About 20 years ago, some pranksters in Philadelphia set up an election-day voting station… only they used porta-potties instead of voting booths.
There are elections when you feel like you have to hold your nose when you get in the voting booth, as you chose between the lesser of two evils — or the evil of two lesser, as some have put it.
My friend Dr. John Perkins often quips, “We have the best politicians – that money can buy.” It does often seem that it could simplify our plutocracy just to auction off congressional seats rather than give people the illusion we are a healthy democracy.
Sometimes voting can feel futile, like it doesn’t really make a difference. Sometimes you wonder why you should vote for a County Commissioner when you aren’t even sure what a County Commissioner does.
I get it. And yet…
In 2016, as he sought the votes of African Americans, Donald Trump said: “What do you have to lose?” As if American democracy was like a racial Superbowl with a final play, and Black folks were down 8 points with a fourth down and 20 yards to go. But we now know the answer to Trump’s question — Black folks have a whole lot to lose. So does everyone else.
After the election, my wife asked some of the kids in our North Philly neighborhood what they thought about the election results. Their answers were wrenching and candid. One asked, “Are we going to be forced to be slaves again?” Another said, “My friend Mohammad is Muslim. Is he going to be allowed to live here?” Another little one chimed in, “Will my family be sent back to Puerto Rico?” And on and on.
Hopefully the last two years have shown us how much we have to lose. Not voting is a privilege some folks cannot afford. Their lives are at stake. So even if it is one of the most disimpassioned things you do this year, please vote.
The word “vote” shares the same root as “voice.” It is one way we speak truth to power by voting people out of office, or into office. Not the only way — but a way.
A little over a year ago, my friend Larry Krasner called me and told me he was running for District Attorney. I laughed out loud, almost until I wheezed. He is a legendary civil rights attorney opposed to nearly everything the DA’s office has been known for. He has sued bad police officers as the DA tried to defend them. He defended my friends and I many times as we went to jail challenging oppressive policies and for breaking unjust laws.
And Larry Krasner won in a landslide, historic tipping point. I read one article that asked, “How fed up with the criminal justice system are Pennsylvanians?” The answer was clear: so much that we elected a radical defense attorney as the highest prosecutor in our city. Now he is taking on corrupt cops, cash bail, stop and frisk, and the death penalty — as District Attorney. He’s casting out the demons from the criminal justice system. And he is changing what it means to be a DA, as we see others now running on a similar revolutionary platform.
So vote for revolution this election day.
Vote from your heart — not from empty ideologies and stale rhetoric. Think beyond yourself. Vote with the common good in mind.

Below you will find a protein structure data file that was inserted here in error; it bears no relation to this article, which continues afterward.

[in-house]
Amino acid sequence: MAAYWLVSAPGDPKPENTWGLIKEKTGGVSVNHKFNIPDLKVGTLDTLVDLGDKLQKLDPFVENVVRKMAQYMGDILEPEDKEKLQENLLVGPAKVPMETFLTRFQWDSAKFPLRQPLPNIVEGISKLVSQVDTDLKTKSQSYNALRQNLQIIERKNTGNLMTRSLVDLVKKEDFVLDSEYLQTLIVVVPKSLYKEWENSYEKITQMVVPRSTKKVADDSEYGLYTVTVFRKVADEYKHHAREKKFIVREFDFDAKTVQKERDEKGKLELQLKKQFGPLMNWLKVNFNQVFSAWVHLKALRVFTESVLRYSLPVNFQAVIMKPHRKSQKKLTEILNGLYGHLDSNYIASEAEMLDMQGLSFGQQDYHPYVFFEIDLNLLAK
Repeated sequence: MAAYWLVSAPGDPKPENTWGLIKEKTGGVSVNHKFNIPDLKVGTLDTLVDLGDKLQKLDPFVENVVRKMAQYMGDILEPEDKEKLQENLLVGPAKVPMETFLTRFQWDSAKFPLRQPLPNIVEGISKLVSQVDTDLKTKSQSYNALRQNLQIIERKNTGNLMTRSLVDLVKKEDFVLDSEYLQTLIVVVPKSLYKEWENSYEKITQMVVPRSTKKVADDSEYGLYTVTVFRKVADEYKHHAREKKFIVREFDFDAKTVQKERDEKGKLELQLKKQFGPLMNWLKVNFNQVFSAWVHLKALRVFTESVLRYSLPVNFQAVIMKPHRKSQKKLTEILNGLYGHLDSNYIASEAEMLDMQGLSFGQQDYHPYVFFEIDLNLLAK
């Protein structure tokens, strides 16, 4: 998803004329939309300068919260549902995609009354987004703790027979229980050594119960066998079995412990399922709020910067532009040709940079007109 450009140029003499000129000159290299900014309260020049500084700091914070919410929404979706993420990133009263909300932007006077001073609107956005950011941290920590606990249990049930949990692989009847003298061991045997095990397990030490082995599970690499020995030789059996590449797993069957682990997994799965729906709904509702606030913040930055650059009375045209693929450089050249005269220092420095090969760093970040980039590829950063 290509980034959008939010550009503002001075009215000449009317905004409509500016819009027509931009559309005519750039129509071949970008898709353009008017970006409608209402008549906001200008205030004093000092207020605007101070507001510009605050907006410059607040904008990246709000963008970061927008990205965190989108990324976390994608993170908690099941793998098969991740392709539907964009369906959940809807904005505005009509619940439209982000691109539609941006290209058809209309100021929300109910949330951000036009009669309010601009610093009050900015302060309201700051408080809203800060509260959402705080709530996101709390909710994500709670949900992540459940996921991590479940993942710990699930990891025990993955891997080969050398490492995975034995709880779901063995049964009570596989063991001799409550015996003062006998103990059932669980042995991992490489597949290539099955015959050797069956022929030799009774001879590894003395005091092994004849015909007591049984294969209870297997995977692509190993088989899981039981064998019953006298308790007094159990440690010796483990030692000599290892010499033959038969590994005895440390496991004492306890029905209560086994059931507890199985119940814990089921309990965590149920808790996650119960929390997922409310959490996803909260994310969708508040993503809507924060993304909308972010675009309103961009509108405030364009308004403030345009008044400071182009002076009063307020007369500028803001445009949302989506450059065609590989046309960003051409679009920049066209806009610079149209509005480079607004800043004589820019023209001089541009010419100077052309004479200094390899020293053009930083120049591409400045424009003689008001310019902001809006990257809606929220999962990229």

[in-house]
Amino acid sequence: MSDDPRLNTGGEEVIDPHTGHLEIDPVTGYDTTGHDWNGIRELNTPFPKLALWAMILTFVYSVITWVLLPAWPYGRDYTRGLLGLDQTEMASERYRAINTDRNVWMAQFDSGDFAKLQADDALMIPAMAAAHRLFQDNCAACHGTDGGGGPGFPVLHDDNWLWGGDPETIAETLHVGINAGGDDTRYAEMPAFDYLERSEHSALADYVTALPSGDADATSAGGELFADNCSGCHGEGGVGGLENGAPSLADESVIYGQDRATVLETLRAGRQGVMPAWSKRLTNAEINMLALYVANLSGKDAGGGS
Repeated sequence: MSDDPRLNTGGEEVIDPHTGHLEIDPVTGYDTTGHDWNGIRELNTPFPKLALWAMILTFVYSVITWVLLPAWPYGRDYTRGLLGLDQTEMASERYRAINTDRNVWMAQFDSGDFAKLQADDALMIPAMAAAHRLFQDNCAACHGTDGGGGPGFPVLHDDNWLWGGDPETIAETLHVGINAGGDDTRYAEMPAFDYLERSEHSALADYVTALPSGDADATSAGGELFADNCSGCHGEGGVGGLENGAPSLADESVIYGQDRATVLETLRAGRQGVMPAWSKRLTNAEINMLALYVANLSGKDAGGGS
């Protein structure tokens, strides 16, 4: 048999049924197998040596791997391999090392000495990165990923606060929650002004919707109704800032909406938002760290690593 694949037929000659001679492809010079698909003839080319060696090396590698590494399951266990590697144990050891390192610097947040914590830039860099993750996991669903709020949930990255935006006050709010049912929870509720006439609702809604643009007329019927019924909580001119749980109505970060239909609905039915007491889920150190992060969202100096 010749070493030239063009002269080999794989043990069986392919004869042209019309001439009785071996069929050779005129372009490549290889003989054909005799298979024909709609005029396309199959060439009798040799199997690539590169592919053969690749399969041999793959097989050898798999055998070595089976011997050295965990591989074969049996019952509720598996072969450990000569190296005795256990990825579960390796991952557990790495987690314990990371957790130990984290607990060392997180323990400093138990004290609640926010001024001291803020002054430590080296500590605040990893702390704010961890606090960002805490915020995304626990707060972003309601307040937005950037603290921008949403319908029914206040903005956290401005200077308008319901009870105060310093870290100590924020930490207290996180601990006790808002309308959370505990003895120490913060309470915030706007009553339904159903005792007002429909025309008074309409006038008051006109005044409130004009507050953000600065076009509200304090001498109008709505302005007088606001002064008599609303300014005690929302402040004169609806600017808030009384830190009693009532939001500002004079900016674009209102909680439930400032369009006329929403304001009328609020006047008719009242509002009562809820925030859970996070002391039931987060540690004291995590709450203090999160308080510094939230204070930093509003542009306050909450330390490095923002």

Vote for the poor and oppressed. Vote for the immigrants and refugees. Vote for those whose lives are cut short by gun violence. Vote for those in need of health care. Vote for those in prison and those whose vote has been taken away. Vote for those who need clean water in places like Flint. Vote for those in Puerto Rico who are citizens without a right to vote. Vote for those whom Jesus called “the least of these.”
And vote for life — not just on one issue.
Life in the womb is precious — so is life outside the womb. Gun violence. Military spending. Health care. Racism. Immigration. The environment. The death penalty. These are all issues where lives are at stake. Being “pro-life” does not just mean being anti-abortion. Too many politicians are pro-life on abortion but anti-life on almost everything else.
Consider the particularities of some offices that are up for grabs. Several of the gubernatorial elections could have massive ramifications when it comes to ending the death penalty in actively-executing states like Georgia and Florida. Several other states have halted executions because governors have declared a moratorium on killing, and those moratoriums could be in jeopardy. Lives are at stake. A new governor could mean the end of the death penalty.
Not voting has consequences. Among the many ways we can advocate and stand in solidarity with others is by voting against those who continue to protect guns instead of people, who allow fear rather than love to drive their policies on things like immigration.
Let us vote for love, and vote against fear. Fear is the enemy of love.
As a Christian, I am reminded of a verse in the Bible that reads: “Perfect love casts out fear” (1 John 4:18). And we can see that fear casts out love. And when fear rather than love is driving our policies, we do terrible things to people. History proves that true over and over. I’m choosing love. I hope you will too.
So go vote today if you haven’t already. But don’t stop there. How we live on November 7 is just as important as how we vote on November 6. It is a terrible thing to confine our voice to a ballot box, to think the only way we can make a difference in the world is one day every two or four years. That’s a lie.
Vote every day. Use your voice on behalf of the marginalized. Vote with your money by what you fund and what you defund. Vote by what you endorse and by what you boycott. Vote by using your platform and privilege to amplify the voices that are not being heard. Use your voice on November 6, and November 7, and November 8.
No matter who wins the election today, we will need to hold them accountable tomorrow. Get in the voting booths today. And let’s get in the streets tomorrow.
Oh, and as for that prank with the porta-potties 20 years ago, I can neither confirm nor deny that I know who did it.